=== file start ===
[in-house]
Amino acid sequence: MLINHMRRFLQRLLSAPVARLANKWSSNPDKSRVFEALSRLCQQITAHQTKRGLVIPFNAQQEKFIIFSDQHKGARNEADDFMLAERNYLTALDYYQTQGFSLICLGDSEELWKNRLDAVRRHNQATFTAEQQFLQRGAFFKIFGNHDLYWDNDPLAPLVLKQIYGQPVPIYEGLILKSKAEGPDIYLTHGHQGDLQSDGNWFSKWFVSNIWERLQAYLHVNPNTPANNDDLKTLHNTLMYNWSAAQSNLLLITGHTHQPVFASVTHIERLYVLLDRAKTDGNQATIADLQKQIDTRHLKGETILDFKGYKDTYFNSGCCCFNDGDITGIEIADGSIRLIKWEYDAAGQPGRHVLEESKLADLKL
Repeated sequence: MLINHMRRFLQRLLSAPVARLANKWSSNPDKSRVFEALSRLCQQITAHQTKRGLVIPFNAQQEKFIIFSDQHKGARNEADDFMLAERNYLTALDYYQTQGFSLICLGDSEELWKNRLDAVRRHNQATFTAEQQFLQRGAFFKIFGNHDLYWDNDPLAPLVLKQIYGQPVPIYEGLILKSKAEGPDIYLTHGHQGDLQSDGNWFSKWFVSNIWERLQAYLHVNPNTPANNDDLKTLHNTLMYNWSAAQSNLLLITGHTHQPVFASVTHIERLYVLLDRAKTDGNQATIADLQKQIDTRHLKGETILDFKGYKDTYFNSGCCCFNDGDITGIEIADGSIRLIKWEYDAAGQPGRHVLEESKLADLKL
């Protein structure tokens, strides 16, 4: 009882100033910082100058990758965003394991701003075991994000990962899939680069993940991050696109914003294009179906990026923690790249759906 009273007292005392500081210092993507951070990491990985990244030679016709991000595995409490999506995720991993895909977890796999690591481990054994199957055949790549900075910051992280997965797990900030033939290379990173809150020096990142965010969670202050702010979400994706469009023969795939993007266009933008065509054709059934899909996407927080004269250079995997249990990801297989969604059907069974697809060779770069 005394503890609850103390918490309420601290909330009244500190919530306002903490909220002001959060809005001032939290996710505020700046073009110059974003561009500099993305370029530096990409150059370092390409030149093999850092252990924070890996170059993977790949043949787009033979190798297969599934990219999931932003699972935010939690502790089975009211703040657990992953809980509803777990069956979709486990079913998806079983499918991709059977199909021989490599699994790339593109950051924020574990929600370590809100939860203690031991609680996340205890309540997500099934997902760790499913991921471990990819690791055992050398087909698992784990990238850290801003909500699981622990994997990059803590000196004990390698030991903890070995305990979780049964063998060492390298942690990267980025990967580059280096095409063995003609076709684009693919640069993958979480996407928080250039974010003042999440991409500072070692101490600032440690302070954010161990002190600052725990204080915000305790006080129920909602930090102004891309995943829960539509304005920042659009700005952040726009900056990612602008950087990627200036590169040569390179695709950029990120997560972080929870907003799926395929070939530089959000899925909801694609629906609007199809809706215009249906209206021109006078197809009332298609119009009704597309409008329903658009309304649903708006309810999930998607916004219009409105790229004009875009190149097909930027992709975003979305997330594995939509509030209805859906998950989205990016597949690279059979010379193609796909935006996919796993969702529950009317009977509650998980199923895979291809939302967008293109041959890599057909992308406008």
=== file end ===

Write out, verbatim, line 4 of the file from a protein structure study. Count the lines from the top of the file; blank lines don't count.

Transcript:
């Protein structure tokens, strides 16, 4: 009882100033910082100058990758965003394991701003075991994000990962899939680069993940991050696109914003294009179906990026923690790249759906 009273007292005392500081210092993507951070990491990985990244030679016709991000595995409490999506995720991993895909977890796999690591481990054994199957055949790549900075910051992280997965797990900030033939290379990173809150020096990142965010969670202050702010979400994706469009023969795939993007266009933008065509054709059934899909996407927080004269250079995997249990990801297989969604059907069974697809060779770069 005394503890609850103390918490309420601290909330009244500190919530306002903490909220002001959060809005001032939290996710505020700046073009110059974003561009500099993305370029530096990409150059370092390409030149093999850092252990924070890996170059993977790949043949787009033979190798297969599934990219999931932003699972935010939690502790089975009211703040657990992953809980509803777990069956979709486990079913998806079983499918991709059977199909021989490599699994790339593109950051924020574990929600370590809100939860203690031991609680996340205890309540997500099934997902760790499913991921471990990819690791055992050398087909698992784990990238850290801003909500699981622990994997990059803590000196004990390698030991903890070995305990979780049964063998060492390298942690990267980025990967580059280096095409063995003609076709684009693919640069993958979480996407928080250039974010003042999440991409500072070692101490600032440690302070954010161990002190600052725990204080915000305790006080129920909602930090102004891309995943829960539509304005920042659009700005952040726009900056990612602008950087990627200036590169040569390179695709950029990120997560972080929870907003799926395929070939530089959000899925909801694609629906609007199809809706215009249906209206021109006078197809009332298609119009009704597309409008329903658009309304649903708006309810999930998607916004219009409105790229004009875009190149097909930027992709975003979305997330594995939509509030209805859906998950989205990016597949690279059979010379193609796909935006996919796993969702529950009317009977509650998980199923895979291809939302967008293109041959890599057909992308406008």